• Lessons from The New York Times DigitalThe New York Times tried to be innovative in creating its digital presence. They hired smart people working in a dedicated team, with considerable resources and a fair degree of autonomy. However, they weren’t able to be truly innovative and found that companies like Yahoo and Monster.com were cleaning their clocks. The problem was that every member of the team was an insider (except for the head of the team) and the unit reported to the head of the newspaper (i.e., the head of the performance engine) rather than the head of the company. In order to revitalize this effort, the dedicated team was transformed by hiring more outsiders, offering a completing new compensation program, moving the team to a new location. Unfortunately, this led to conflict with the performance engine and disputes over fundamental issues such as who owns the NYT brand and can determine use of NYT content. However, the company opted against integrating the dedicated team into the performance engine, and instead focused on managing the conflicts more carefully. This yielded better performance overall and better innovation.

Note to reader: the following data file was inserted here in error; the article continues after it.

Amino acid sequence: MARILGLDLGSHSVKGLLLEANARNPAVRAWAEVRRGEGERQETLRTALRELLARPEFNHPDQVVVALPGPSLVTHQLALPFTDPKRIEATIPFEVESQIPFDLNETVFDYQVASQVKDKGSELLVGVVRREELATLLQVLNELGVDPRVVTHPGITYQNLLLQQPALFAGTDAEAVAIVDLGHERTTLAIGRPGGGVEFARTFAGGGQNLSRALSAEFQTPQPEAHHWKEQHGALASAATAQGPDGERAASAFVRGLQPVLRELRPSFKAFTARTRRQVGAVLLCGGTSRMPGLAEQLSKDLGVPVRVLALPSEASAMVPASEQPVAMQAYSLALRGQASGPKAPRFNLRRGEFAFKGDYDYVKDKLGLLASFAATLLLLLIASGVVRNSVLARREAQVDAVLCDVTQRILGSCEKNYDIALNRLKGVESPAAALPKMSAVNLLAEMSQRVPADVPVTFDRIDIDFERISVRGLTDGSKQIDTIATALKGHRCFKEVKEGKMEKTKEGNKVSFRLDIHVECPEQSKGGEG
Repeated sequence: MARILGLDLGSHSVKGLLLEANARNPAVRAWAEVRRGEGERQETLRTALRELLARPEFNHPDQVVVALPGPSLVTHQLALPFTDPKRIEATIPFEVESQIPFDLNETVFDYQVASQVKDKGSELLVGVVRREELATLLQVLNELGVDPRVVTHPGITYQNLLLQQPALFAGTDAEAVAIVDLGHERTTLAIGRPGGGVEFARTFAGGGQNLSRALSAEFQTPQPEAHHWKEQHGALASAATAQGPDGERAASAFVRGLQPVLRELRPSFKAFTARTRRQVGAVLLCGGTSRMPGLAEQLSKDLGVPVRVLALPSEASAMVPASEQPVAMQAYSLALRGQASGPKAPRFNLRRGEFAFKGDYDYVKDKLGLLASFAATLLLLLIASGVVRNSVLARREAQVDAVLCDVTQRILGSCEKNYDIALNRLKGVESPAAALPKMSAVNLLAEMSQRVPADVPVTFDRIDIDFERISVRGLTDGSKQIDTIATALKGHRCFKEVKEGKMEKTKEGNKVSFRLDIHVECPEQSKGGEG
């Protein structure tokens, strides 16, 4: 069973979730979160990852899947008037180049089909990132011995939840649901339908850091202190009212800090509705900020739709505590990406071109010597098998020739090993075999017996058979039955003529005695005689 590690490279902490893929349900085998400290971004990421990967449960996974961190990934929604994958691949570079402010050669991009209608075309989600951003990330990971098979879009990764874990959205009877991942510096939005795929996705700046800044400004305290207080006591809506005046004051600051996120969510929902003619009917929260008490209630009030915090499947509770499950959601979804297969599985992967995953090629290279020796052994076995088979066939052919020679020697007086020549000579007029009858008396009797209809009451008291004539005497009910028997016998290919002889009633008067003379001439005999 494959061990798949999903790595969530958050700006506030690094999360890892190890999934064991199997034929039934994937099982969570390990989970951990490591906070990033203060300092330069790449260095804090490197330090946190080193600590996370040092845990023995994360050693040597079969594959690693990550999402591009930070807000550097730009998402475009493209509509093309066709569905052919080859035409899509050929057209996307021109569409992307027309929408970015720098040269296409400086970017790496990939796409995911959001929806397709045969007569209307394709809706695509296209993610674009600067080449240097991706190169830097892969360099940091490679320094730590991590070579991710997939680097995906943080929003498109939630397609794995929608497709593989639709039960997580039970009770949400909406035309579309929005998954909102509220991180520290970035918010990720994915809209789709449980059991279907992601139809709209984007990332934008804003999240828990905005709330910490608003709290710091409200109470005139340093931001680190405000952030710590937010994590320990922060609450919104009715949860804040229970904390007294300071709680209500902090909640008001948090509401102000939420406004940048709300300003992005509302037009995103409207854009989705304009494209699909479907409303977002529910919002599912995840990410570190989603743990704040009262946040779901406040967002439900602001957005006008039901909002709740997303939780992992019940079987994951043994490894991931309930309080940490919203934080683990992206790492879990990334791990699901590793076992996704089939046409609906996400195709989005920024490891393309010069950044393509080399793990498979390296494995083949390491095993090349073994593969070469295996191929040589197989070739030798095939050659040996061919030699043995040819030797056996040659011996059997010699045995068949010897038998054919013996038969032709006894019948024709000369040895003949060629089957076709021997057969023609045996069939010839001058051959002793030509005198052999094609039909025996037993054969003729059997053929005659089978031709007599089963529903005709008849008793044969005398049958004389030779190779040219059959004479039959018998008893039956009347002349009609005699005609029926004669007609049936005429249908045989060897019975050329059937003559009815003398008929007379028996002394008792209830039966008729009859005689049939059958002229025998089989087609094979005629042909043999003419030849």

• Planning for Innovation. Every innovation plan contains some wild guesses. The key is to use learning to turn those wild guesses into experiments that yield useful results. To do this you need to conduct disciplined experimentation, ensuring that you compare initial guesses with the actual results in order to generate learning that can be used to improve the innovation plan. You also need to convene a separate forum to discuss results — you shouldn’t mix the day-to-day innovation operations discussions with performance evaluation.
  • How to Measure Performance.Don’t just focus on the numbers (how much was done, how much resulted). Rather, focus on whether the leader and team ran disciplined experiments that yielded lessons learned that were then pushed back into the innovation process.
  • How Stella Saved the Farm. This is a parable that summarizes Trimble’s approach. You can get it on www.howstellasavedthefarm.com.